For Patients

Understanding Unapproved Use of Approved Drugs "Off Label"

Pill Bottle and Prescription Pad

Has your healthcare provider ever talked to you about using a drug to treat your disease or medical condition that has not been studied before?

Have you heard the term “off-label when your healthcare provider prescribed a drug for you?

It is important to know that before a drug can be approved, a company must submit clinical data and other information to FDA for review. The investigational drug must show that it is safe and effective to use. “Safe” does not mean that the drug has no side effects. But the FDA has determined the benefits outweigh the potential risks.

When FDA approves a drug, it will have drug labeling for healthcare providers. Some drugs may also have information for patients such as Medication Guides, Patient Package Inserts and Instructions for use.  The approved drug label for healthcare providers gives key information about the drug that includes. 

  • Specific disease and conditions that the drug can be used for.

  • How the drug can be prescribed and used.

  • Information about the risks of the drug. 

When your healthcare provider prescribes you a drug and uses it the way it was approved for, you can be sure that the:

  •  FDA has conducted an evaluation of its benefits and risks.  

  • Decision to use the drug is supported by strong scientific data.  

When the FDA approves a drug, healthcare providers may prescribed the drug to treat a disease or medical condition that has not been studied if they judge that it is medically appropriate.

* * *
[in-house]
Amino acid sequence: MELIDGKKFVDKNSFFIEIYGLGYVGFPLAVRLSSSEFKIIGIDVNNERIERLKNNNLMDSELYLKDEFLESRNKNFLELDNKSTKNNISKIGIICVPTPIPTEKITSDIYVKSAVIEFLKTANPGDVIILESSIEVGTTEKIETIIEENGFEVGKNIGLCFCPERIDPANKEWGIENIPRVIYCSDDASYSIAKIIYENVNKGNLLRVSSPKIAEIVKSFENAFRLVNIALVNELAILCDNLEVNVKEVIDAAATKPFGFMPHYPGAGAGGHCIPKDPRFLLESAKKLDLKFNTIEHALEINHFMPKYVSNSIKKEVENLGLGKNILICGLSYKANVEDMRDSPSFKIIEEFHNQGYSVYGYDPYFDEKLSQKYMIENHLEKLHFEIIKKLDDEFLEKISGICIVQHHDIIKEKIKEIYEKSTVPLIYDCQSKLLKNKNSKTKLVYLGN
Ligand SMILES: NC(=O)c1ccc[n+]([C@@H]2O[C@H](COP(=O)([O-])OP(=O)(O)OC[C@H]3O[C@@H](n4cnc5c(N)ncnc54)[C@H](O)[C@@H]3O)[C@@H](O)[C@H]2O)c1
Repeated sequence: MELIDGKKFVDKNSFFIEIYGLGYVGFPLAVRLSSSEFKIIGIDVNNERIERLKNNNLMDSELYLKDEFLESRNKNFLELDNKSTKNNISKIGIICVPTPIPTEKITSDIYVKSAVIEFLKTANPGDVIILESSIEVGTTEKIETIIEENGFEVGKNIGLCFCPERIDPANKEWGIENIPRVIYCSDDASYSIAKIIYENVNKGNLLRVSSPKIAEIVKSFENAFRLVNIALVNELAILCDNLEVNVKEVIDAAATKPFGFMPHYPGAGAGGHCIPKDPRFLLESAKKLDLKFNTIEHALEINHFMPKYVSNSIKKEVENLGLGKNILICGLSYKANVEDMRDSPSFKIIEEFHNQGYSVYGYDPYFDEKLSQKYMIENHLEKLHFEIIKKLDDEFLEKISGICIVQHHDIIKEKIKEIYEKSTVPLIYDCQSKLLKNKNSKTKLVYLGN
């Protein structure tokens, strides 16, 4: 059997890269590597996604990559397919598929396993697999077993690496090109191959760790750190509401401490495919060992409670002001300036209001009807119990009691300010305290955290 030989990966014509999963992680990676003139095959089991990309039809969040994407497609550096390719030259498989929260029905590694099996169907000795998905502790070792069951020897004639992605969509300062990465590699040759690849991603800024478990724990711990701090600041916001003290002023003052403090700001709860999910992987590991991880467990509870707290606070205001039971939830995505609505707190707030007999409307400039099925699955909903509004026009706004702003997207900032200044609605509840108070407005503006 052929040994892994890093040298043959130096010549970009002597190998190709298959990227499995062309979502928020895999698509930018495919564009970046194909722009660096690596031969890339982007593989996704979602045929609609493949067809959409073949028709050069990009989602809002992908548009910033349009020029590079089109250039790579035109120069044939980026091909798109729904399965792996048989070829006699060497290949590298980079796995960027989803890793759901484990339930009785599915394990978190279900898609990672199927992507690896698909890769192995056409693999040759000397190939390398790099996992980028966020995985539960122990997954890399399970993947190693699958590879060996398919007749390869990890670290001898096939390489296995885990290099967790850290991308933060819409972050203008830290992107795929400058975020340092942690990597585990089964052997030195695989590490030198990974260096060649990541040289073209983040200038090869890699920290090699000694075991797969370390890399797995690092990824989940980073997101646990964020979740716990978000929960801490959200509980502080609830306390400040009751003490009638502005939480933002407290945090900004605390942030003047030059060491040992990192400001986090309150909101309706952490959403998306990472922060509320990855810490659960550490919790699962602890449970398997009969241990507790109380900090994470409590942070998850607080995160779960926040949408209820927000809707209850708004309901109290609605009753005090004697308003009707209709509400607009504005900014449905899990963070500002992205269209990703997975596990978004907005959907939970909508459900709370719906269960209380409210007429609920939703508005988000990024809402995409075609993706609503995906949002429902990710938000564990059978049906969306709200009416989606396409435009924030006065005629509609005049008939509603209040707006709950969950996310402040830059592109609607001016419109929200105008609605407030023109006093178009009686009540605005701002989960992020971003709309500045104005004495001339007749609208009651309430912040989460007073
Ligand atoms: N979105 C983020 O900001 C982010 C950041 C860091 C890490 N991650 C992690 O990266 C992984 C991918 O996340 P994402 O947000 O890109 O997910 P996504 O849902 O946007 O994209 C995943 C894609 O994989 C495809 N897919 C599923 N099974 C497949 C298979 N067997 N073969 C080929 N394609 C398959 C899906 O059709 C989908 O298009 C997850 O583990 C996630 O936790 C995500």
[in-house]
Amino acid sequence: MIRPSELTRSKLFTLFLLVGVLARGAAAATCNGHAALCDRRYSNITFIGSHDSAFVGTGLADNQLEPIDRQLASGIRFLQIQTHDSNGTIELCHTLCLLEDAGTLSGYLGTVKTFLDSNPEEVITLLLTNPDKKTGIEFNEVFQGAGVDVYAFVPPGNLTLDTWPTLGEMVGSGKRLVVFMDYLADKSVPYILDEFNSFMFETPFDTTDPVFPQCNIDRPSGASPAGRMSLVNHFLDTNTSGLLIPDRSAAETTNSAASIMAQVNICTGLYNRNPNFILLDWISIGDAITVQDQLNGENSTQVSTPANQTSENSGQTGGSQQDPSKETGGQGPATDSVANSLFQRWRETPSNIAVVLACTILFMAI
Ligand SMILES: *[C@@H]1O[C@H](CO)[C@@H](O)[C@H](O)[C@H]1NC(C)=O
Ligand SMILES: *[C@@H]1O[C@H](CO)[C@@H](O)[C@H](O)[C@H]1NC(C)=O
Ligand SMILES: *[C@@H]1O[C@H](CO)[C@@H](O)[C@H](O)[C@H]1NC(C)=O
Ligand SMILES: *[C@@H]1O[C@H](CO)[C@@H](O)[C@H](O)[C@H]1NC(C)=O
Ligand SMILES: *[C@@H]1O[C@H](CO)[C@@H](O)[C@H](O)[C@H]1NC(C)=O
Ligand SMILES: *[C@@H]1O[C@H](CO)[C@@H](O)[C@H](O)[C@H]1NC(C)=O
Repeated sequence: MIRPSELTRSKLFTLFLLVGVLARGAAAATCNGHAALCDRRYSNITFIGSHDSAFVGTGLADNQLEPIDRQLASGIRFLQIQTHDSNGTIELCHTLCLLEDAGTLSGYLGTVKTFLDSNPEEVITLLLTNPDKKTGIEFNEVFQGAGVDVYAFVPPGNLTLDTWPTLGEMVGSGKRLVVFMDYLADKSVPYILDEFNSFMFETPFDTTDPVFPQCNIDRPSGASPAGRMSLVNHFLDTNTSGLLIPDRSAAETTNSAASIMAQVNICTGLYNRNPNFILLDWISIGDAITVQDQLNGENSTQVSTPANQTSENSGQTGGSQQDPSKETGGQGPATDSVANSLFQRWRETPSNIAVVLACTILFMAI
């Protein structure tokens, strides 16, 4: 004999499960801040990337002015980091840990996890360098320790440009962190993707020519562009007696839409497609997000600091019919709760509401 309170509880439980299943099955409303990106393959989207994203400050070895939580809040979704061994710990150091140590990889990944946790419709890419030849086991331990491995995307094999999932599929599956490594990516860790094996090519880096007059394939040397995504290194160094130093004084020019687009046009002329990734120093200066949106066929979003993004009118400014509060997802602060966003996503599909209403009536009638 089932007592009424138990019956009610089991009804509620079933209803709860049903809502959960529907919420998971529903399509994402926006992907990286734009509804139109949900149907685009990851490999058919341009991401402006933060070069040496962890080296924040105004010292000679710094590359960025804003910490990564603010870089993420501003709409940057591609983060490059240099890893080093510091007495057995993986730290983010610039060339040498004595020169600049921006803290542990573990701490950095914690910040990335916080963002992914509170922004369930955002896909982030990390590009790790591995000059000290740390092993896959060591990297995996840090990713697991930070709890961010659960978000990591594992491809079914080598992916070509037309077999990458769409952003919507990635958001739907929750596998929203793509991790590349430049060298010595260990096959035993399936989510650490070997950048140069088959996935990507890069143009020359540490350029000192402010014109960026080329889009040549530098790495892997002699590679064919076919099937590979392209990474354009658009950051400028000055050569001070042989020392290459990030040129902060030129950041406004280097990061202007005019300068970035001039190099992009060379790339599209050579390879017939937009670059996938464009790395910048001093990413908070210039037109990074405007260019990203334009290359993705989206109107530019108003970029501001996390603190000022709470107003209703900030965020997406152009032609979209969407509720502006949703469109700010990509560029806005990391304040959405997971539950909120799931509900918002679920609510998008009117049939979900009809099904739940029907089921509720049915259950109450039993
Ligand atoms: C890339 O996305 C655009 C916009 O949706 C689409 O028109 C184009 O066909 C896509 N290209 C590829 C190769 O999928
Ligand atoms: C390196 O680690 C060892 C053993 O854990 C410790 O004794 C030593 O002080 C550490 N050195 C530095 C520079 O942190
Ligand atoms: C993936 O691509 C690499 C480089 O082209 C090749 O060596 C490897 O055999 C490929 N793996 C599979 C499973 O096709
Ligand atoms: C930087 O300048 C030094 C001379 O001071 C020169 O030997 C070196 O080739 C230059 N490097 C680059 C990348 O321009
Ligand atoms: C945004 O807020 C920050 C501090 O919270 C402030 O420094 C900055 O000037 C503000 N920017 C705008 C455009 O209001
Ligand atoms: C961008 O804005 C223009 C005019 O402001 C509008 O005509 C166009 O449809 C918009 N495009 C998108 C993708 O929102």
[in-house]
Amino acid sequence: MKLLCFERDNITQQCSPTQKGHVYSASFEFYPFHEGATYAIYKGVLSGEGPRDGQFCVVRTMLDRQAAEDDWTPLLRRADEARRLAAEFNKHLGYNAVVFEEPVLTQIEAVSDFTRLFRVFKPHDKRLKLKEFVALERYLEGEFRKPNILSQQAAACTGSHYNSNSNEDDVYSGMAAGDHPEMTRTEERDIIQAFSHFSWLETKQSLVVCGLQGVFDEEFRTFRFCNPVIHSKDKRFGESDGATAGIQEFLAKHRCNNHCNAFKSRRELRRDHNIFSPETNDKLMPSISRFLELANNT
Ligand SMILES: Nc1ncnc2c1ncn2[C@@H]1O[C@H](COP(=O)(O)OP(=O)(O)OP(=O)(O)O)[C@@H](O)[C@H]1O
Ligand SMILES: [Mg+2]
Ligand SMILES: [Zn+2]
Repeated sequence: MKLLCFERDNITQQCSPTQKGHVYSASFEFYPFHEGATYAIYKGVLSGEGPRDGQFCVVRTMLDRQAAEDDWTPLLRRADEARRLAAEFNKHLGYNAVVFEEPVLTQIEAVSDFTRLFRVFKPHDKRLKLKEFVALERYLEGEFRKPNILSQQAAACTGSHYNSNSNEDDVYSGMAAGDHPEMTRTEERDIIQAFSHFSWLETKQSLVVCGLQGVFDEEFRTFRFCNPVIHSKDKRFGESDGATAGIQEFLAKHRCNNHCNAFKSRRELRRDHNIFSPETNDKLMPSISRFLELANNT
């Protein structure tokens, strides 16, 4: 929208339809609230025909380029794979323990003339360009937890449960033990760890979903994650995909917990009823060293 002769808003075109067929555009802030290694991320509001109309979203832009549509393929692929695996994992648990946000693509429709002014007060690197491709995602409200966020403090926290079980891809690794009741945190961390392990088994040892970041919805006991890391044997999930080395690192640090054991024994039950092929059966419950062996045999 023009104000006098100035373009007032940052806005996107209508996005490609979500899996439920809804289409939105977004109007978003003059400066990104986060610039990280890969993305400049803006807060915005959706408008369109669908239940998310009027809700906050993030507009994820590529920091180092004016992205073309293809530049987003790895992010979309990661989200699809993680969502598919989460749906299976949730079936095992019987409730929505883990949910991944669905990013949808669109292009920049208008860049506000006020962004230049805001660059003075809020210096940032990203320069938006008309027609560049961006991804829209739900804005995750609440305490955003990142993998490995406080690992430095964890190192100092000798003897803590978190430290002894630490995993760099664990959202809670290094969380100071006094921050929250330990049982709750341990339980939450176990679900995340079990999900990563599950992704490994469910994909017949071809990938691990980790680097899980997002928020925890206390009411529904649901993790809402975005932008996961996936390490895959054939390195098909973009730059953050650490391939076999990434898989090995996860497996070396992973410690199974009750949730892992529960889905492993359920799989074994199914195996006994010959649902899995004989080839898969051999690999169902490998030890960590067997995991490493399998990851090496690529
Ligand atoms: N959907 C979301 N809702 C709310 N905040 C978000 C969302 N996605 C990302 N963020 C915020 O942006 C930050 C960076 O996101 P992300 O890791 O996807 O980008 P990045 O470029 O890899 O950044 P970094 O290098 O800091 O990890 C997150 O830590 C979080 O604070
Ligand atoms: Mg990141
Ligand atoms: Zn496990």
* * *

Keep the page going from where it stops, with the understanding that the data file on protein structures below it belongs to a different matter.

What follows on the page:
You may be asking yourself why your healthcare provider would give you a drug that has not been approved to treat you. Remember that there might not be an approved drug to treat you or you may have tried all approved treatments. In situations like these, you and your healthcare providers may talk about using an approved drug for an unapproved use to treat your disease or medical condition.

Unapproved use of an approved drug is often called “off-label”. This term can mean that the drug is.

  • Used for a disease or medical condition that was not studied.  For example when a chemotherapy is approved to treat one type of cancer, but healthcare providers use it to treat a different type of cancer.

  • Given in a different way (such as by a different way of taking the drug).

  • Given in a different dose.

If your healthcare provider decides to use an approved drug for an unapproved use to treat you,  remember that FDA has not studied to see if that the drug is safe and effective for the way that you might using it.

Questions You May Want to Consider 

If your healthcare provider is thinking about using an approved drug for an unapproved use, you may want to ask questions like these:

  • Are there other drugs that are approved to treat my disease or medical condition?

  • What is the drug approved for?

  • What scientific studies are available to support the use of this drug to treat my disease or medical condition?

  •  Is it likely that this drug will work better to treat my disease or medical condition?

  • What are the potential benefits and risks of treating my disease or medical condition with this drug? 

  •  Will my health insurance cover treatment of my disease or medical condition with this drug?  

  • Are there any clinical trials studying the use of this drug for my disease or medical condition that I could enroll in?

Page Last Updated: 05/26/2016
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